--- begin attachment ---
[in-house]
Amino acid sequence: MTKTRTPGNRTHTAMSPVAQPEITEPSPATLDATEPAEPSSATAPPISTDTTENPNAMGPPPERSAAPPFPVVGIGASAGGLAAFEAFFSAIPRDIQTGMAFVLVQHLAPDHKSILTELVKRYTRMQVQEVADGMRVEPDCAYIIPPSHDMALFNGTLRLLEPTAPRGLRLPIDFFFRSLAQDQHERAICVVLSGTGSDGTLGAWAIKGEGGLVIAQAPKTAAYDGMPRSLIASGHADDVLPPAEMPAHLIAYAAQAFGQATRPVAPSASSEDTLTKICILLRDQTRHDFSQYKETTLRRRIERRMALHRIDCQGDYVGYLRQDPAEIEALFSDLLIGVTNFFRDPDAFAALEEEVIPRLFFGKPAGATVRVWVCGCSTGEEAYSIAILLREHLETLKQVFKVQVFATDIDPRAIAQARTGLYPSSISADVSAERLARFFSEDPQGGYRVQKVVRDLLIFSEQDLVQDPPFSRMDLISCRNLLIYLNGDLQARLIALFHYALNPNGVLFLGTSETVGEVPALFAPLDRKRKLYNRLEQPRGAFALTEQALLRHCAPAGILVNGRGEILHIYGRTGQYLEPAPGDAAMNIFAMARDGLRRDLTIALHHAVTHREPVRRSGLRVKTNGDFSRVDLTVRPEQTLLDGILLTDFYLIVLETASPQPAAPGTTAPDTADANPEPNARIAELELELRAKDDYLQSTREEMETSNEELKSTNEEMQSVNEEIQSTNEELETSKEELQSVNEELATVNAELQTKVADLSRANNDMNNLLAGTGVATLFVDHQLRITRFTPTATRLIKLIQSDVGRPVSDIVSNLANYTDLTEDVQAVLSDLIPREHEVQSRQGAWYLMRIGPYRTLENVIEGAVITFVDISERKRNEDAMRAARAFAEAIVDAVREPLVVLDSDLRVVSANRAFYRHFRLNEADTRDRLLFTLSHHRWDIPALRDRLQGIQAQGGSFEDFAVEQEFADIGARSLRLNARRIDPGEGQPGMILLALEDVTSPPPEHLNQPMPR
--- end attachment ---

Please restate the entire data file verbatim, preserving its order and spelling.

[in-house]
Amino acid sequence: MTKTRTPGNRTHTAMSPVAQPEITEPSPATLDATEPAEPSSATAPPISTDTTENPNAMGPPPERSAAPPFPVVGIGASAGGLAAFEAFFSAIPRDIQTGMAFVLVQHLAPDHKSILTELVKRYTRMQVQEVADGMRVEPDCAYIIPPSHDMALFNGTLRLLEPTAPRGLRLPIDFFFRSLAQDQHERAICVVLSGTGSDGTLGAWAIKGEGGLVIAQAPKTAAYDGMPRSLIASGHADDVLPPAEMPAHLIAYAAQAFGQATRPVAPSASSEDTLTKICILLRDQTRHDFSQYKETTLRRRIERRMALHRIDCQGDYVGYLRQDPAEIEALFSDLLIGVTNFFRDPDAFAALEEEVIPRLFFGKPAGATVRVWVCGCSTGEEAYSIAILLREHLETLKQVFKVQVFATDIDPRAIAQARTGLYPSSISADVSAERLARFFSEDPQGGYRVQKVVRDLLIFSEQDLVQDPPFSRMDLISCRNLLIYLNGDLQARLIALFHYALNPNGVLFLGTSETVGEVPALFAPLDRKRKLYNRLEQPRGAFALTEQALLRHCAPAGILVNGRGEILHIYGRTGQYLEPAPGDAAMNIFAMARDGLRRDLTIALHHAVTHREPVRRSGLRVKTNGDFSRVDLTVRPEQTLLDGILLTDFYLIVLETASPQPAAPGTTAPDTADANPEPNARIAELELELRAKDDYLQSTREEMETSNEELKSTNEEMQSVNEEIQSTNEELETSKEELQSVNEELATVNAELQTKVADLSRANNDMNNLLAGTGVATLFVDHQLRITRFTPTATRLIKLIQSDVGRPVSDIVSNLANYTDLTEDVQAVLSDLIPREHEVQSRQGAWYLMRIGPYRTLENVIEGAVITFVDISERKRNEDAMRAARAFAEAIVDAVREPLVVLDSDLRVVSANRAFYRHFRLNEADTRDRLLFTLSHHRWDIPALRDRLQGIQAQGGSFEDFAVEQEFADIGARSLRLNARRIDPGEGQPGMILLALEDVTSPPPEHLNQPMPR